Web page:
One looks for hope where one can find it. And sometimes hope pops up on its own, unexpected. That kind of hope, not sought out, can catch in one’s throat, can even move one to tears. Such was what happened when I watched a one-night-only original musical production based on the life of the legendary Civil Rights Movement leader John Robert Lewis, performed by a racially diverse group of ten boys and girls who attend the Rose L. Hardy Middle School.
This was obviously no professional theater production, and this was not the kind of play one often sees with an uplift message tacked on at the end so audiences do not leave bummed. This was instead a performance suffused with implicit hope from the moment its young cast took the stage.
They had me at “Hallelujah,” their first musical number together. And it wasn’t so much the quality of their vocals that moved me; it was the generational promise in their racial harmony and the transparency of their sincerity that shone through.
The show had been introduced and framed by grownups: Leon Clark singing “Go Down Moses” in his rich, warm baritone a cappella and George Shirley reading the ringing words of Dr. Martin Luther King Jr.’s Letter from a Birmingham Jail from a lectern stage right. Overhead began a succession of eloquent documentary photographs of Dr. King, Congressman Lewis, and the Civil Rights struggle.
In this august context on the huge THEARC Theatre stage, the kids might have seemed diminutive, diminished, but even in their youthful awkwardness and fledgling poise, their singing and simple storytelling owned every moment.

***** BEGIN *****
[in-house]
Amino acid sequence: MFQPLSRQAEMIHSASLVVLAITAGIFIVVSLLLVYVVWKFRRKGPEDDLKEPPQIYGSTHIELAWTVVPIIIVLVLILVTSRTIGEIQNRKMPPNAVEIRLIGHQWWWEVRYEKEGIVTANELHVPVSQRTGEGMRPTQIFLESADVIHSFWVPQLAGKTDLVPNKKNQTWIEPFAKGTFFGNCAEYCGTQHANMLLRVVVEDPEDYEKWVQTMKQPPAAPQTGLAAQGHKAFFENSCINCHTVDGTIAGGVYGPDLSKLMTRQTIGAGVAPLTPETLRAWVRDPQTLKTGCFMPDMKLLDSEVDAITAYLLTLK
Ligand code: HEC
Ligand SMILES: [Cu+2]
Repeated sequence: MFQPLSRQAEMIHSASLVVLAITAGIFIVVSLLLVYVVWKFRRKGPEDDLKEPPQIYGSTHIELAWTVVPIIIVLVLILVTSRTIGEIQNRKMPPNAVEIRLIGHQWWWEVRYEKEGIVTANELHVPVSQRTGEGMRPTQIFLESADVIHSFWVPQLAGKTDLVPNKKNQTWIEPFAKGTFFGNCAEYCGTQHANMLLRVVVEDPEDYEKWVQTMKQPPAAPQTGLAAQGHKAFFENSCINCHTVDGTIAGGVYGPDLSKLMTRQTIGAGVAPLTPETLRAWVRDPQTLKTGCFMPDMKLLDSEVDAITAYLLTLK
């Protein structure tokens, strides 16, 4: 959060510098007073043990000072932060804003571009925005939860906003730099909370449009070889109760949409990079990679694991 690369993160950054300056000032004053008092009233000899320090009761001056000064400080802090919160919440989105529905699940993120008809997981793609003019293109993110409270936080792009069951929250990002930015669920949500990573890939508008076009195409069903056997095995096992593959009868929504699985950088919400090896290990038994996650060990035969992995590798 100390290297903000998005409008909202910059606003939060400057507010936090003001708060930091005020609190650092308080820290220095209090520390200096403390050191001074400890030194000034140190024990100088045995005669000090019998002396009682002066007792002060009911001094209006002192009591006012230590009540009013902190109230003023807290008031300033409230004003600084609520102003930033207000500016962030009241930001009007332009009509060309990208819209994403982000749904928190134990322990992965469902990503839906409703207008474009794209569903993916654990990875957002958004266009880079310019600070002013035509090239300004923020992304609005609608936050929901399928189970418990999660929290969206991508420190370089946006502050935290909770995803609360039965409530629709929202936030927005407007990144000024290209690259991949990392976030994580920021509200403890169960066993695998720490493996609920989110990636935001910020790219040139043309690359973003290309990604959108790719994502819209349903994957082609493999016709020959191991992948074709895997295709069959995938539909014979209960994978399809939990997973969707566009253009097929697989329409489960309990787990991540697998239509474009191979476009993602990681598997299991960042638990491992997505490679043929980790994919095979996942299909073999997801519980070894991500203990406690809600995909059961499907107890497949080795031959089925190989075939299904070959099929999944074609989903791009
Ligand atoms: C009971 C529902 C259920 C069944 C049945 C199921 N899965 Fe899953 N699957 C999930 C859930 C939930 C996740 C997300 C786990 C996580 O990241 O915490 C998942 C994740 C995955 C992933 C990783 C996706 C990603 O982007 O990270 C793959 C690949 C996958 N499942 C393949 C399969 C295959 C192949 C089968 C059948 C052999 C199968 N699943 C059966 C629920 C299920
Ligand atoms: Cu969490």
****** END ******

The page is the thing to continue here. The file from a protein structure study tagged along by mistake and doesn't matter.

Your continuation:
The show touched on six episodes in John Lewis’s life beginning with his boyhood in Troy, Alabama, where he was denied a library card in a “whites only” library—a scene acted out with choreographed playground games. The cast mimed pickaxes as the scene shifted to the harsh labor tenant farmers endured. We learned young Lewis practiced preaching to chickens. And early on, we were told, he embraced the ideals of patience, compassion, and nonviolence.
The story continued with the event in 1957 when Lewis was 17 and Dr. King sent him a bus ticket to come to Atlanta to meet with him, later tagging him “the boy from Troy.” Watching two slight ensemble members act out the momentous event between these monumental historical figures was touching beyond words.
Particularly poignant was a scene depicting the confrontation between voting-rights marchers and state troopers in Montgomery, Alabama, on “Bloody Sunday” in 1965. For different episodes in the show, the students would slip offstage to change T-shirts such that white or black represented the race of the characters they were playing. The T-shirt color was not necessarily the race of the student, which became the subtextual point. The weight of that costuming choice on the parts the students played was powerful, notably in a beautiful musical mashup when half the cast wearing white sang “America the Beautiful” while half the cast wearing black sang “We Shall Overcome.”